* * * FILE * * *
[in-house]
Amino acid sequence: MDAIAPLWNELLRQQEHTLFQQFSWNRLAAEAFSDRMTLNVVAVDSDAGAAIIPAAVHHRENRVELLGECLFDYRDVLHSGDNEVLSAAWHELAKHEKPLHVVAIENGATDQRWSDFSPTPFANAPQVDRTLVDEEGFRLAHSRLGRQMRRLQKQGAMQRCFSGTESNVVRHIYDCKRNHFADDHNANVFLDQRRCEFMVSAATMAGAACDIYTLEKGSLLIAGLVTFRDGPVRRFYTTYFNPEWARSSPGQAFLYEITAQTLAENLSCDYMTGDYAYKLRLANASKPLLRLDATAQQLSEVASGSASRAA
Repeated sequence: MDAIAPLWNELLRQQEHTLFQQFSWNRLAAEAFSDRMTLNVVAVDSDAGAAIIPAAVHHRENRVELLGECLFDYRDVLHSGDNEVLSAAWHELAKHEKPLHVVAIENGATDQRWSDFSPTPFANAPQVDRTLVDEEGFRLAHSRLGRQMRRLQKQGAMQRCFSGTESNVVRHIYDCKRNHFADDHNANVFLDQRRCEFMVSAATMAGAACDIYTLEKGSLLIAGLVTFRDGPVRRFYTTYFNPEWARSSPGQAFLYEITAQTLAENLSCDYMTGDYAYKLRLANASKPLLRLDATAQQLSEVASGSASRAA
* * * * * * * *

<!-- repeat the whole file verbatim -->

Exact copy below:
[in-house]
Amino acid sequence: MDAIAPLWNELLRQQEHTLFQQFSWNRLAAEAFSDRMTLNVVAVDSDAGAAIIPAAVHHRENRVELLGECLFDYRDVLHSGDNEVLSAAWHELAKHEKPLHVVAIENGATDQRWSDFSPTPFANAPQVDRTLVDEEGFRLAHSRLGRQMRRLQKQGAMQRCFSGTESNVVRHIYDCKRNHFADDHNANVFLDQRRCEFMVSAATMAGAACDIYTLEKGSLLIAGLVTFRDGPVRRFYTTYFNPEWARSSPGQAFLYEITAQTLAENLSCDYMTGDYAYKLRLANASKPLLRLDATAQQLSEVASGSASRAA
Repeated sequence: MDAIAPLWNELLRQQEHTLFQQFSWNRLAAEAFSDRMTLNVVAVDSDAGAAIIPAAVHHRENRVELLGECLFDYRDVLHSGDNEVLSAAWHELAKHEKPLHVVAIENGATDQRWSDFSPTPFANAPQVDRTLVDEEGFRLAHSRLGRQMRRLQKQGAMQRCFSGTESNVVRHIYDCKRNHFADDHNANVFLDQRRCEFMVSAATMAGAACDIYTLEKGSLLIAGLVTFRDGPVRRFYTTYFNPEWARSSPGQAFLYEITAQTLAENLSCDYMTGDYAYKLRLANASKPLLRLDATAQQLSEVASGSASRAA